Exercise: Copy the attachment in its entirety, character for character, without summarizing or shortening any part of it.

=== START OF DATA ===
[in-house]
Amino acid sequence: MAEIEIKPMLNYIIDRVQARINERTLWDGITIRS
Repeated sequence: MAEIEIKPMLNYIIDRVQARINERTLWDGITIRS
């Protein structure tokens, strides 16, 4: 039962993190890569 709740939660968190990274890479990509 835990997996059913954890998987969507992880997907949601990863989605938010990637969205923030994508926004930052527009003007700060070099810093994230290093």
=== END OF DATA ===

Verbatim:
[in-house]
Amino acid sequence: MAEIEIKPMLNYIIDRVQARINERTLWDGITIRS
Repeated sequence: MAEIEIKPMLNYIIDRVQARINERTLWDGITIRS
């Protein structure tokens, strides 16, 4: 039962993190890569 709740939660968190990274890479990509 835990997996059913954890998987969507992880997907949601990863989605938010990637969205923030994508926004930052527009003007700060070099810093994230290093």